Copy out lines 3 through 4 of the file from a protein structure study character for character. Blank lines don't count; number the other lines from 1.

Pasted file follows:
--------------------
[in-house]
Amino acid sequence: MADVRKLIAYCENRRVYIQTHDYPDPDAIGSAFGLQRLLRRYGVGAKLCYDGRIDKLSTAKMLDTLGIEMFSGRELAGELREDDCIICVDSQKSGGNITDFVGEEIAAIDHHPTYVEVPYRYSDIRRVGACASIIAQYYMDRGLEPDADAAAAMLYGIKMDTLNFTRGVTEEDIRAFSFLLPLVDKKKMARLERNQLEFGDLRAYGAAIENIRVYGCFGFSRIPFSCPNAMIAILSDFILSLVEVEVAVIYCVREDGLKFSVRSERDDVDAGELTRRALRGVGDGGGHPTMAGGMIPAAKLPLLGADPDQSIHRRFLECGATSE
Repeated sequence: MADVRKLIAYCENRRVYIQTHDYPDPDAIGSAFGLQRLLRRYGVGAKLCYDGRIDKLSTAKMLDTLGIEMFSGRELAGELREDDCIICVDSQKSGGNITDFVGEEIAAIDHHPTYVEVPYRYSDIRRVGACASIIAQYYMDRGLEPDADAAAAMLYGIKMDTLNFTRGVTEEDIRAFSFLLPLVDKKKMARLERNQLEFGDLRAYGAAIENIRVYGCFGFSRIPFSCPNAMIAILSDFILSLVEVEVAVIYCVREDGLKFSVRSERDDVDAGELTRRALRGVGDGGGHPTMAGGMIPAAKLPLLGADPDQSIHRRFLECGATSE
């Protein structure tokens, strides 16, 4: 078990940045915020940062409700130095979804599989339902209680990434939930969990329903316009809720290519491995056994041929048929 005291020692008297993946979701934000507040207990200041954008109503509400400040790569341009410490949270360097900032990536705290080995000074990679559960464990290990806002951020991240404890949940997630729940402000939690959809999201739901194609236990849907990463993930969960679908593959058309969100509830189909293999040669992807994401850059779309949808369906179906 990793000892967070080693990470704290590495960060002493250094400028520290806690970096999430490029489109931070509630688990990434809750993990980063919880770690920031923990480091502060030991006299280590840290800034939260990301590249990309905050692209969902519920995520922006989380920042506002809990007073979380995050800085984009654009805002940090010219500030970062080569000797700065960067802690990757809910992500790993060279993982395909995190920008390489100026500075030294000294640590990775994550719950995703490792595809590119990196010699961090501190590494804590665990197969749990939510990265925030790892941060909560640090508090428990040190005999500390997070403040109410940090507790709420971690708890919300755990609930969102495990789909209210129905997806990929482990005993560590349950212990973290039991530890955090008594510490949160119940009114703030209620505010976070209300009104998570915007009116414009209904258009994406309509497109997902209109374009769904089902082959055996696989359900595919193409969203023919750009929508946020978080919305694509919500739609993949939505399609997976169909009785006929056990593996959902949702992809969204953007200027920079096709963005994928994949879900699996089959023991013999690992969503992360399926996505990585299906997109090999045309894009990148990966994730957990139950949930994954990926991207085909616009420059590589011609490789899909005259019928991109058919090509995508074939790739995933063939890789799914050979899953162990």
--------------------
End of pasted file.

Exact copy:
Repeated sequence: MADVRKLIAYCENRRVYIQTHDYPDPDAIGSAFGLQRLLRRYGVGAKLCYDGRIDKLSTAKMLDTLGIEMFSGRELAGELREDDCIICVDSQKSGGNITDFVGEEIAAIDHHPTYVEVPYRYSDIRRVGACASIIAQYYMDRGLEPDADAAAAMLYGIKMDTLNFTRGVTEEDIRAFSFLLPLVDKKKMARLERNQLEFGDLRAYGAAIENIRVYGCFGFSRIPFSCPNAMIAILSDFILSLVEVEVAVIYCVREDGLKFSVRSERDDVDAGELTRRALRGVGDGGGHPTMAGGMIPAAKLPLLGADPDQSIHRRFLECGATSE
């Protein structure tokens, strides 16, 4: 078990940045915020940062409700130095979804599989339902209680990434939930969990329903316009809720290519491995056994041929048929 005291020692008297993946979701934000507040207990200041954008109503509400400040790569341009410490949270360097900032990536705290080995000074990679559960464990290990806002951020991240404890949940997630729940402000939690959809999201739901194609236990849907990463993930969960679908593959058309969100509830189909293999040669992807994401850059779309949808369906179906 990793000892967070080693990470704290590495960060002493250094400028520290806690970096999430490029489109931070509630688990990434809750993990980063919880770690920031923990480091502060030991006299280590840290800034939260990301590249990309905050692209969902519920995520922006989380920042506002809990007073979380995050800085984009654009805002940090010219500030970062080569000797700065960067802690990757809910992500790993060279993982395909995190920008390489100026500075030294000294640590990775994550719950995703490792595809590119990196010699961090501190590494804590665990197969749990939510990265925030790892941060909560640090508090428990040190005999500390997070403040109410940090507790709420971690708890919300755990609930969102495990789909209210129905997806990929482990005993560590349950212990973290039991530890955090008594510490949160119940009114703030209620505010976070209300009104998570915007009116414009209904258009994406309509497109997902209109374009769904089902082959055996696989359900595919193409969203023919750009929508946020978080919305694509919500739609993949939505399609997976169909009785006929056990593996959902949702992809969204953007200027920079096709963005994928994949879900699996089959023991013999690992969503992360399926996505990585299906997109090999045309894009990148990966994730957990139950949930994954990926991207085909616009420059590589011609490789899909005259019928991109058919090509995508074939790739995933063939890789799914050979899953162990």